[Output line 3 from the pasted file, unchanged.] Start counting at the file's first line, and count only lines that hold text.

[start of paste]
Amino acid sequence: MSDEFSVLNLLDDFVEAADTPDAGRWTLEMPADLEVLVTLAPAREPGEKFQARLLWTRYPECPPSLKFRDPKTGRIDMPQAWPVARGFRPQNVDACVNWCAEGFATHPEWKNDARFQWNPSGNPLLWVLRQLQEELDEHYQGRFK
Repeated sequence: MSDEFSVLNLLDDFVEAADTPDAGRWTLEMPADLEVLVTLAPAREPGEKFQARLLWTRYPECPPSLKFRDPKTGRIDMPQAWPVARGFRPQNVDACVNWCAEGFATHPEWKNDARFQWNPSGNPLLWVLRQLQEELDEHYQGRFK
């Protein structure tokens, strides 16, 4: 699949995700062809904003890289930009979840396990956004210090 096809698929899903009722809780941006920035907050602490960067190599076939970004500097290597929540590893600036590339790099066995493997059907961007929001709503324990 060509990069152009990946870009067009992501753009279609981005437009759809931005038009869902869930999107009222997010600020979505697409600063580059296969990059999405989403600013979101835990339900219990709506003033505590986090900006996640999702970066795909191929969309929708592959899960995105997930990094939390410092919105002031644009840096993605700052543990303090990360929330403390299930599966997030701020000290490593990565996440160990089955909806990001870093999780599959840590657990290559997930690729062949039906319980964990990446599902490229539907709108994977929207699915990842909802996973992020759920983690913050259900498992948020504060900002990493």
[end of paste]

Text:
């Protein structure tokens, strides 16, 4: 699949995700062809904003890289930009979840396990956004210090 096809698929899903009722809780941006920035907050602490960067190599076939970004500097290597929540590893600036590339790099066995493997059907961007929001709503324990 060509990069152009990946870009067009992501753009279609981005437009759809931005038009869902869930999107009222997010600020979505697409600063580059296969990059999405989403600013979101835990339900219990709506003033505590986090900006996640999702970066795909191929969309929708592959899960995105997930990094939390410092919105002031644009840096993605700052543990303090990360929330403390299930599966997030701020000290490593990565996440160990089955909806990001870093999780599959840590657990290559997930690729062949039906319980964990990446599902490229539907709108994977929207699915990842909802996973992020759920983690913050259900498992948020504060900002990493």